IRCC – Immigration, Refugees and Citizenship Canada
IRCC stands for Immigration, Refugees and Citizenship Canada. You may know this organization as CIC or rather Citizenship and Immigration Canada. The government of Canada changed the name to IRCC in 2015. It is good to know that IRCC is responsible for the following activities.
- Setting policies and procedures for immigration to Canada
- Reviewing immigration applications and making decisions on them
- Issuing permanent resident visas and cards
- Setting policies and procedures for temporary residency (e.g. TRV, TRP, Study Permit, Work Permit)
- Reviewing temporary residency applications and making decisions on them
- Dealing with refugee applications inside and outside Canada
- Reviewing citizenship applications and granting citizenship
- Issuing passports and other travel documents (e.g. travel documents for refugees)
Organizations Close to IRCC
- CBSA (Canada Border Services Agency) – This organization is the policing force for immigration. It also provides lawyers for IRCC when someone files a lawsuit (Judicial Review) against the Minister.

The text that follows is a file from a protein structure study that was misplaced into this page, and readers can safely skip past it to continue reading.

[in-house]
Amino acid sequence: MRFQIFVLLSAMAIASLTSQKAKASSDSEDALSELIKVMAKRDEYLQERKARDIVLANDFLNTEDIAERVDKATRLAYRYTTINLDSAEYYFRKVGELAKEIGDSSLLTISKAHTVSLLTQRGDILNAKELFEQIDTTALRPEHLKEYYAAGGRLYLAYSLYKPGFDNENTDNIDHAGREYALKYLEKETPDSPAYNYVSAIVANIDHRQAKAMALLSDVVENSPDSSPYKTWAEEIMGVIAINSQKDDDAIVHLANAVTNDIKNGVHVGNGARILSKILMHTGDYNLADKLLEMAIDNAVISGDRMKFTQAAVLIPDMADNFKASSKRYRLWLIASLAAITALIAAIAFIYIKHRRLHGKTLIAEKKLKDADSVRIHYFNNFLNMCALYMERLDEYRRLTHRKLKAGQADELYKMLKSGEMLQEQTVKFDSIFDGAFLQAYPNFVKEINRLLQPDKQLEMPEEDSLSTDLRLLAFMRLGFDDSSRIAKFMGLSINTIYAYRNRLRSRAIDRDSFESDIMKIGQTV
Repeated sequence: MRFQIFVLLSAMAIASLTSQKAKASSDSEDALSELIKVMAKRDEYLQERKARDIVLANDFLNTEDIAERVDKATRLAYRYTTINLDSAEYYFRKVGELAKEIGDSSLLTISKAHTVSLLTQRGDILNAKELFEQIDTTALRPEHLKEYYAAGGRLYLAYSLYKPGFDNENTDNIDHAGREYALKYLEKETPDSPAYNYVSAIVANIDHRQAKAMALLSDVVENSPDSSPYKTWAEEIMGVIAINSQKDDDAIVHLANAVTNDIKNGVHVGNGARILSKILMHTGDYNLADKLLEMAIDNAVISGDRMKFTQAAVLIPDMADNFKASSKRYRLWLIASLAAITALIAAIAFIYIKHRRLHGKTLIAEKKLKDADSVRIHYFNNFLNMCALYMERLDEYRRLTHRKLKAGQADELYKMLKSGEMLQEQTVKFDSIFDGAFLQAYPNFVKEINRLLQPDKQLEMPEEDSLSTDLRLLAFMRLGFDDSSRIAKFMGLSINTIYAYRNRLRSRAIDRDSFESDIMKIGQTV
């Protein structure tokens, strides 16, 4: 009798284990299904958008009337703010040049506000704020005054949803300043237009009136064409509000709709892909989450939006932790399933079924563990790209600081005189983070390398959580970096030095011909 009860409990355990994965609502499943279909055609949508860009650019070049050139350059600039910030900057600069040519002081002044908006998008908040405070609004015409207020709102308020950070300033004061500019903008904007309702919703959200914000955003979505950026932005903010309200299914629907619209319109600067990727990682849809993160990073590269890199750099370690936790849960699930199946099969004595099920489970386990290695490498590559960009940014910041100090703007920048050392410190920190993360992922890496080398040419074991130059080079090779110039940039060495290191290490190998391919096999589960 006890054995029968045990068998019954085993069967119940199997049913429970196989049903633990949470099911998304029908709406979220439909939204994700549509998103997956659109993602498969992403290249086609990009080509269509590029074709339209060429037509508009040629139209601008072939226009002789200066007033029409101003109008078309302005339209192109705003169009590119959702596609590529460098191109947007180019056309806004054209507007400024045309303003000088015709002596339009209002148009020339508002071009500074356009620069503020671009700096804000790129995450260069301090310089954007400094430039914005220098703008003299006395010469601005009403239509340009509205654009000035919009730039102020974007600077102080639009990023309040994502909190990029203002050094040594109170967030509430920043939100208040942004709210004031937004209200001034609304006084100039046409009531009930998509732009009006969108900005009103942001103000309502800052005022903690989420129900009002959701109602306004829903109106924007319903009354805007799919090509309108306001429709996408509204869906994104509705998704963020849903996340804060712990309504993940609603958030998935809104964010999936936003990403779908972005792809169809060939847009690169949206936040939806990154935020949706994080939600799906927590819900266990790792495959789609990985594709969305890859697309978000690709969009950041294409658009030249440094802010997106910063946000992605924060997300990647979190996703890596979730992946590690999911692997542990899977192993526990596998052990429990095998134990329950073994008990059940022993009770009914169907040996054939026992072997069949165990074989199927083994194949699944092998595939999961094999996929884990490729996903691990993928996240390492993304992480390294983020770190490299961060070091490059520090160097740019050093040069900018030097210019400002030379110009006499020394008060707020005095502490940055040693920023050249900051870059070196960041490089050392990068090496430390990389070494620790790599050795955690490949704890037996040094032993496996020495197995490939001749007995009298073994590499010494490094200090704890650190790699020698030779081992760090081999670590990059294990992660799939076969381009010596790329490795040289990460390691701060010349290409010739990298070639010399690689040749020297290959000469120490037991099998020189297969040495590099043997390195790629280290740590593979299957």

- IRB (Immigration and Refugee Board of Canada) – This organization is an administrative tribunal (similar to court). It makes decisions on matters such as inadmissibility to Canada or refugee applications in Canada.
- CSIS (Canadian Security Intelligence Service) – CSIS is Canada spying agency. They help with security screening of immigration and visa applicants.
- Many other organizations such as RCMP (the federal police of Canada) or Global Affairs Canada (the department of foreign affairs)
The IRCC Website
If you wish to visit or move to Canada or if you have encountered any issues with the immigration authorities, you may fill out our free assessment form or book a consultation session to assess your potential opportunities or offer you immigration, visa, or citizenship advice.
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“This article provides information of a general nature only. It may no longer be current. It does not provide legal advice nor should it be relied upon. If you have specific legal questions you should consult a lawyer. If you are looking for official immigration advice contact us.”